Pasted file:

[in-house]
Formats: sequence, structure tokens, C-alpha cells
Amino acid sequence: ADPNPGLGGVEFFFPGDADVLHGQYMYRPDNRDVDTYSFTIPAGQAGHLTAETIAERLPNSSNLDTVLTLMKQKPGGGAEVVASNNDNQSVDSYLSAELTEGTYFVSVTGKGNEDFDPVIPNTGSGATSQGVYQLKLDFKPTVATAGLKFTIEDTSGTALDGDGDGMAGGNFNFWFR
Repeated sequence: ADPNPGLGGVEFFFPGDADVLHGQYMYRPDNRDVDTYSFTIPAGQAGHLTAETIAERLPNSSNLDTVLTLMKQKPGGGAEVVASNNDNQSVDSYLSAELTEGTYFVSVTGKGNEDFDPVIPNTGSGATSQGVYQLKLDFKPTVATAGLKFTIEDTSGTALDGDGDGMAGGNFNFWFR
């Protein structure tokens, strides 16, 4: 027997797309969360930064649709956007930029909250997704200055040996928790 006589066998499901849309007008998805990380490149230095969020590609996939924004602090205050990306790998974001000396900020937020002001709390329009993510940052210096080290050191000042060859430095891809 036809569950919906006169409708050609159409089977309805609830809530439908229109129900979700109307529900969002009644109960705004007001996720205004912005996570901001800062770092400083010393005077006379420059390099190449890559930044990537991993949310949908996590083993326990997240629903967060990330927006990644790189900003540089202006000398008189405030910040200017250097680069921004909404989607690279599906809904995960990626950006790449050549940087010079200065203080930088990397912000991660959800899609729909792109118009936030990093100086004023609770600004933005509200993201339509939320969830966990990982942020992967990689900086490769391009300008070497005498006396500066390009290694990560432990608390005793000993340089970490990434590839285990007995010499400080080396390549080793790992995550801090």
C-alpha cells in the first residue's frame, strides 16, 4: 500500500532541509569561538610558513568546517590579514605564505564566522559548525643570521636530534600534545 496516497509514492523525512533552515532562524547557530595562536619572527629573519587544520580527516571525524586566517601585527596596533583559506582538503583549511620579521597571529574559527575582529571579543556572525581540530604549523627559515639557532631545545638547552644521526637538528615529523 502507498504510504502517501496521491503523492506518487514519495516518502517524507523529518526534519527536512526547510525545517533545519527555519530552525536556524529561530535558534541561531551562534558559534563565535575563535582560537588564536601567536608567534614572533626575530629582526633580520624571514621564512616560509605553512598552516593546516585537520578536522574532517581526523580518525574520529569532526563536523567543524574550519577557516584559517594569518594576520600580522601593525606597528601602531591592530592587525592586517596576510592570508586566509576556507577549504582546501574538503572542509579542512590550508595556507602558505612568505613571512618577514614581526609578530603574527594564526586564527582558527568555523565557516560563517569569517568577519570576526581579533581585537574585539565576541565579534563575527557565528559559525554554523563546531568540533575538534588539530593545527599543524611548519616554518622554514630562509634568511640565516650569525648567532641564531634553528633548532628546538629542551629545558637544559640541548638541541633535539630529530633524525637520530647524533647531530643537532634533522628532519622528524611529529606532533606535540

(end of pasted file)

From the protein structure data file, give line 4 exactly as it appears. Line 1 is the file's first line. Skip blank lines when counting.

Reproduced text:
Repeated sequence: ADPNPGLGGVEFFFPGDADVLHGQYMYRPDNRDVDTYSFTIPAGQAGHLTAETIAERLPNSSNLDTVLTLMKQKPGGGAEVVASNNDNQSVDSYLSAELTEGTYFVSVTGKGNEDFDPVIPNTGSGATSQGVYQLKLDFKPTVATAGLKFTIEDTSGTALDGDGDGMAGGNFNFWFR